Talking about this small pilot study, she said “We saw that people were very good at self-injecting properly after training via WhatsApp. They told us that having a clinician's encouragement, for example saying 'you're doing great' or 'you can do it', helped them to not feel afraid when self-injecting. We think that digital training might work better for people who find it hard to get to a clinic or want to self-inject privately at home.”

Staying safe

Emily Vokach-Brodsky, user researcher, and Sarah Higgins, senior sexual health nurse, shared what they’ve learnt about how we, and other services, make sure we’re keeping people safe when we’re helping them remotely.

Safeguarding is the responsibility we have to protect the people using our service from harm. This can include finding out what harmful things might be happening in their life and helping someone get support to reduce their risks. Sarah said that on a daily basis, people tell us things that mean we need to check in with them and help them find other services to support them. We do all of this through our digital service and over the phone. Her research, looking at how we assess and handle safeguarding young people in particular, found that people can feel more comfortable in this way. “It all happens in an environment the young person is familiar with and eases the comfortability of the process for them.”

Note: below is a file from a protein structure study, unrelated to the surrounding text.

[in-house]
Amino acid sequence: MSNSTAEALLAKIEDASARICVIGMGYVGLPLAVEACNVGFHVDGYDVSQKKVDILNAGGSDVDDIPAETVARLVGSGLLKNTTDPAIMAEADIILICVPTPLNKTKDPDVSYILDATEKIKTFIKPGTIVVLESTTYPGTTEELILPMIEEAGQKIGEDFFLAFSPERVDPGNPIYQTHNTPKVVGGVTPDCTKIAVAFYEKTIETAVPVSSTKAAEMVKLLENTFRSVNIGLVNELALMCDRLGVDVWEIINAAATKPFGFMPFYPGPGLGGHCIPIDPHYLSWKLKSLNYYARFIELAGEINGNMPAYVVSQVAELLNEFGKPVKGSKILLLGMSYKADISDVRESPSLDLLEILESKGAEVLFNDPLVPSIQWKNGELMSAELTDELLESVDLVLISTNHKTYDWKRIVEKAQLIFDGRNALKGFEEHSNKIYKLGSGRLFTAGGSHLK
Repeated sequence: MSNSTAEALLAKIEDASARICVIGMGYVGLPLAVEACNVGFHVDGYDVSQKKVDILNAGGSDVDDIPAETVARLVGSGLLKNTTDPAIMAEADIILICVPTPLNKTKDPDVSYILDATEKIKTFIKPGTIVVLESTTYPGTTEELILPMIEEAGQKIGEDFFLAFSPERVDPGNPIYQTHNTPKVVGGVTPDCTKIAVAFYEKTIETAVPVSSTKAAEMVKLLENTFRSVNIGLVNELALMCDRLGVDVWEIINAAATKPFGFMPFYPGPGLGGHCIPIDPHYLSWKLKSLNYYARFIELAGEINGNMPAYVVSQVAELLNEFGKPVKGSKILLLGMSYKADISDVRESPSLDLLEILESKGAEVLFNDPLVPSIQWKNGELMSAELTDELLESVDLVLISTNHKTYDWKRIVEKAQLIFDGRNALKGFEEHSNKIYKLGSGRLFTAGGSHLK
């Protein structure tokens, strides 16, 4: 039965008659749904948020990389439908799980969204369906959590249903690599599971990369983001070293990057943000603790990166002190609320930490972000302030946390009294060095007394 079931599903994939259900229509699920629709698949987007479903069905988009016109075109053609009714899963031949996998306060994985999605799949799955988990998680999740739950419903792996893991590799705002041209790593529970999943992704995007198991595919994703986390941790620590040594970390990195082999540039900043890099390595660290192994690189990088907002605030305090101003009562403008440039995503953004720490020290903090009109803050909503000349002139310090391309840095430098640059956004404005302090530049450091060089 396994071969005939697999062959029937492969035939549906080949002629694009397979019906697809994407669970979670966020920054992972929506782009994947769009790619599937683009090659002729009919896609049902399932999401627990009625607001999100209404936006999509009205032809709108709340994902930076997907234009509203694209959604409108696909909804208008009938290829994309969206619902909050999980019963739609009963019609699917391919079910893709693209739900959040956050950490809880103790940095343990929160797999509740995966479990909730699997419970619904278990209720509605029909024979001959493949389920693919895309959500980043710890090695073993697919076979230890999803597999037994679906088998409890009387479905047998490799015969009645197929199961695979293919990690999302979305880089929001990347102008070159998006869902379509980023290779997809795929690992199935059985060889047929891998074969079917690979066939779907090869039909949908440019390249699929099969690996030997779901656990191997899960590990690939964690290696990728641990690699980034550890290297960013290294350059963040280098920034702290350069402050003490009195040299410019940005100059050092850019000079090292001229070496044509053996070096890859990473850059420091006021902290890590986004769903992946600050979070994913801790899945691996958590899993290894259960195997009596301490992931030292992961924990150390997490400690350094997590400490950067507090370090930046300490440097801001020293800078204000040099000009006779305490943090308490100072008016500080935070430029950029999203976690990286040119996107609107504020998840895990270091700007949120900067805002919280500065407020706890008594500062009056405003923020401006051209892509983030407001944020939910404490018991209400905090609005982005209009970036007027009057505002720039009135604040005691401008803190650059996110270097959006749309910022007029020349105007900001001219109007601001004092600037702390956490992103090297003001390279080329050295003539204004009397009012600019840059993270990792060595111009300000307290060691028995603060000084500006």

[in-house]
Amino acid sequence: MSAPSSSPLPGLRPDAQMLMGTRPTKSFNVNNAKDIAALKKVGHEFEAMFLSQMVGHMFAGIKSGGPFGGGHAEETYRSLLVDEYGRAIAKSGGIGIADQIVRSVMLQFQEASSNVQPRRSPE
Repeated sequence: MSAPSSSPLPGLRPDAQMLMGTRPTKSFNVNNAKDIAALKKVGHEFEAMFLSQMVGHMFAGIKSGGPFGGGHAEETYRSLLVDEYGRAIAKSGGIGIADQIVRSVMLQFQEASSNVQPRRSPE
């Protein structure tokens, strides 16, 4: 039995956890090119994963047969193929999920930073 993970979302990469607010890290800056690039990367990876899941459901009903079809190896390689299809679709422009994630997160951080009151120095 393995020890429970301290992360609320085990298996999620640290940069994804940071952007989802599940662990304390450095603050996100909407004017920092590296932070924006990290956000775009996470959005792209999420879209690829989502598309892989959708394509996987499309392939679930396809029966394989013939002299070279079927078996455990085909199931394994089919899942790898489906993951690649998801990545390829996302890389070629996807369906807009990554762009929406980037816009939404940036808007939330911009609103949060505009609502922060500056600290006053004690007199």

Emily’s research looked at how a range of different digital services, including SH:24, managed safeguarding. It was important to look at digital safeguarding specifically because services are moving online very quickly and, as she said “national guidance about how to do safeguarding in this context is lagging behind.”

When exploring different services as an anonymous ‘mystery shopper’, Emily realised that safeguarding is approached very differently across the services. “Some services have what I've called an 'active screening' approach with questions and resources for people under the age of 18. Other services don't even ask for your age. So a 16-year-old using one service could get a pretty comprehensive e-safeguarding assessment, while another could access sexual health care without ever being asked if they’re okay.”

This research will be used to review our safeguarding work and help us make it the best it can be.

Rhiana, Emily and Sarah weren’t the only members of the SH:24 team presenting at the conference. Our clinical mobilisation and support worker, Stuart Amos-Gibbs, showed and presented his research on HIV diagnosis through at-home tests. And Will Howells, product owner, showed what we’ve learnt from offering a choice between the HIV lab test and the HIV Insti test, which uses just a drop of blood, during National HIV Testing Week 2023.

More about BASHH

We’ll be keeping our site updated with the latest guidelines and advice from BASHH. But to see more about the organisation, head to the BASHH website And you can see more from the BASHH conference on their Twitter account @BASHH_UK

Written by Hel Burrough. Senior Content Designer, SH:24 and Fettle
Last updated at: 02 February 2024
Published on: 03 July 2023